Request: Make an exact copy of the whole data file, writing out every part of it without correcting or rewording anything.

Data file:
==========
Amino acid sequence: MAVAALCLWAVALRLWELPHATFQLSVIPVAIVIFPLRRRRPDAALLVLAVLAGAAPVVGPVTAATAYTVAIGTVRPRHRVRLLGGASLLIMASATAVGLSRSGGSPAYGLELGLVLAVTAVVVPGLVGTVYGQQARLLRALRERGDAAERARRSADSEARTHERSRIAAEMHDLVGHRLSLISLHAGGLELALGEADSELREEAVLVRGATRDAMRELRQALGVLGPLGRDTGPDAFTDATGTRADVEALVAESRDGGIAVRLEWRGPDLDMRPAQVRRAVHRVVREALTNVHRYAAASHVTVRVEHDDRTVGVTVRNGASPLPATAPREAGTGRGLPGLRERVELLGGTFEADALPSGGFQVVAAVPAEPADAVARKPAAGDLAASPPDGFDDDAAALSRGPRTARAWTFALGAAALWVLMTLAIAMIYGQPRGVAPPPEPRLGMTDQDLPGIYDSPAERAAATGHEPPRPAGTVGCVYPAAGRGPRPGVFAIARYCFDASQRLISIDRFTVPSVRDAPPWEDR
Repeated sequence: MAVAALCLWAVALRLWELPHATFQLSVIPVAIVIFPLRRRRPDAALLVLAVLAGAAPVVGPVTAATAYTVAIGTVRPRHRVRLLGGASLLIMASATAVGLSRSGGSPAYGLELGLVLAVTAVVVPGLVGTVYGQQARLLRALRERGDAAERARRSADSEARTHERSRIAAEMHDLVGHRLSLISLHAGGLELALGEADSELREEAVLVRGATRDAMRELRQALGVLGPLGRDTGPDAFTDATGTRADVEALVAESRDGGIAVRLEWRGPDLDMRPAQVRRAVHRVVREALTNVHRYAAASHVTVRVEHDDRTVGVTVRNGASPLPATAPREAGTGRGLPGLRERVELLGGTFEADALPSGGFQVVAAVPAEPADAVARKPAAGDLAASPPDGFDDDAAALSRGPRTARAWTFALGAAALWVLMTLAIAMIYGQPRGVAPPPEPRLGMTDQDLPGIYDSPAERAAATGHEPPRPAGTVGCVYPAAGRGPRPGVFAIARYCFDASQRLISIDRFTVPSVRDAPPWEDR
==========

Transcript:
Amino acid sequence: MAVAALCLWAVALRLWELPHATFQLSVIPVAIVIFPLRRRRPDAALLVLAVLAGAAPVVGPVTAATAYTVAIGTVRPRHRVRLLGGASLLIMASATAVGLSRSGGSPAYGLELGLVLAVTAVVVPGLVGTVYGQQARLLRALRERGDAAERARRSADSEARTHERSRIAAEMHDLVGHRLSLISLHAGGLELALGEADSELREEAVLVRGATRDAMRELRQALGVLGPLGRDTGPDAFTDATGTRADVEALVAESRDGGIAVRLEWRGPDLDMRPAQVRRAVHRVVREALTNVHRYAAASHVTVRVEHDDRTVGVTVRNGASPLPATAPREAGTGRGLPGLRERVELLGGTFEADALPSGGFQVVAAVPAEPADAVARKPAAGDLAASPPDGFDDDAAALSRGPRTARAWTFALGAAALWVLMTLAIAMIYGQPRGVAPPPEPRLGMTDQDLPGIYDSPAERAAATGHEPPRPAGTVGCVYPAAGRGPRPGVFAIARYCFDASQRLISIDRFTVPSVRDAPPWEDR
Repeated sequence: MAVAALCLWAVALRLWELPHATFQLSVIPVAIVIFPLRRRRPDAALLVLAVLAGAAPVVGPVTAATAYTVAIGTVRPRHRVRLLGGASLLIMASATAVGLSRSGGSPAYGLELGLVLAVTAVVVPGLVGTVYGQQARLLRALRERGDAAERARRSADSEARTHERSRIAAEMHDLVGHRLSLISLHAGGLELALGEADSELREEAVLVRGATRDAMRELRQALGVLGPLGRDTGPDAFTDATGTRADVEALVAESRDGGIAVRLEWRGPDLDMRPAQVRRAVHRVVREALTNVHRYAAASHVTVRVEHDDRTVGVTVRNGASPLPATAPREAGTGRGLPGLRERVELLGGTFEADALPSGGFQVVAAVPAEPADAVARKPAAGDLAASPPDGFDDDAAALSRGPRTARAWTFALGAAALWVLMTLAIAMIYGQPRGVAPPPEPRLGMTDQDLPGIYDSPAERAAATGHEPPRPAGTVGCVYPAAGRGPRPGVFAIARYCFDASQRLISIDRFTVPSVRDAPPWEDR